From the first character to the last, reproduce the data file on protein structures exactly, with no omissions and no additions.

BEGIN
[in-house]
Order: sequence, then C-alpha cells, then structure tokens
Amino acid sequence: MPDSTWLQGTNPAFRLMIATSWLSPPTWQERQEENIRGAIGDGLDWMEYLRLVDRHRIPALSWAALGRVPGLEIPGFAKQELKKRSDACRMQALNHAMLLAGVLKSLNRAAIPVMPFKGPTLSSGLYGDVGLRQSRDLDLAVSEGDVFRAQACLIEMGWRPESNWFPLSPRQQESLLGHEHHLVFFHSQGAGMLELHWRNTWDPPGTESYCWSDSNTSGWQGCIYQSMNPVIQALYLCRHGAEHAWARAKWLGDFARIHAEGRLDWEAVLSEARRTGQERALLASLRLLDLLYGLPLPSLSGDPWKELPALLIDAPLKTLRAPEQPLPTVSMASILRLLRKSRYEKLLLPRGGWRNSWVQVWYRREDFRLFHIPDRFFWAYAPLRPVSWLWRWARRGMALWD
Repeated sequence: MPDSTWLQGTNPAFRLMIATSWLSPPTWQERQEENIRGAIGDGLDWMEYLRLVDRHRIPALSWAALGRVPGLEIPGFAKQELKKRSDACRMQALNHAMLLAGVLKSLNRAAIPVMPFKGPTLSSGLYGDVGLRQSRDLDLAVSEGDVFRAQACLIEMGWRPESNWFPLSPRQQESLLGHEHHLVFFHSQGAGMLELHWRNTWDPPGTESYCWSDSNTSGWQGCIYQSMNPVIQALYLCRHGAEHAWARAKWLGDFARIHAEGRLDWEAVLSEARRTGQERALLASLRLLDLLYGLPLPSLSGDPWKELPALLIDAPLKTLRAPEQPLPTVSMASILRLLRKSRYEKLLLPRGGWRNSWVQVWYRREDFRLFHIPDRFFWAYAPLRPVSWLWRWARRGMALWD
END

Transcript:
[in-house]
Order: sequence, then C-alpha cells, then structure tokens
Amino acid sequence: MPDSTWLQGTNPAFRLMIATSWLSPPTWQERQEENIRGAIGDGLDWMEYLRLVDRHRIPALSWAALGRVPGLEIPGFAKQELKKRSDACRMQALNHAMLLAGVLKSLNRAAIPVMPFKGPTLSSGLYGDVGLRQSRDLDLAVSEGDVFRAQACLIEMGWRPESNWFPLSPRQQESLLGHEHHLVFFHSQGAGMLELHWRNTWDPPGTESYCWSDSNTSGWQGCIYQSMNPVIQALYLCRHGAEHAWARAKWLGDFARIHAEGRLDWEAVLSEARRTGQERALLASLRLLDLLYGLPLPSLSGDPWKELPALLIDAPLKTLRAPEQPLPTVSMASILRLLRKSRYEKLLLPRGGWRNSWVQVWYRREDFRLFHIPDRFFWAYAPLRPVSWLWRWARRGMALWD
Repeated sequence: MPDSTWLQGTNPAFRLMIATSWLSPPTWQERQEENIRGAIGDGLDWMEYLRLVDRHRIPALSWAALGRVPGLEIPGFAKQELKKRSDACRMQALNHAMLLAGVLKSLNRAAIPVMPFKGPTLSSGLYGDVGLRQSRDLDLAVSEGDVFRAQACLIEMGWRPESNWFPLSPRQQESLLGHEHHLVFFHSQGAGMLELHWRNTWDPPGTESYCWSDSNTSGWQGCIYQSMNPVIQALYLCRHGAEHAWARAKWLGDFARIHAEGRLDWEAVLSEARRTGQERALLASLRLLDLLYGLPLPSLSGDPWKELPALLIDAPLKTLRAPEQPLPTVSMASILRLLRKSRYEKLLLPRGGWRNSWVQVWYRREDFRLFHIPDRFFWAYAPLRPVSWLWRWARRGMALWD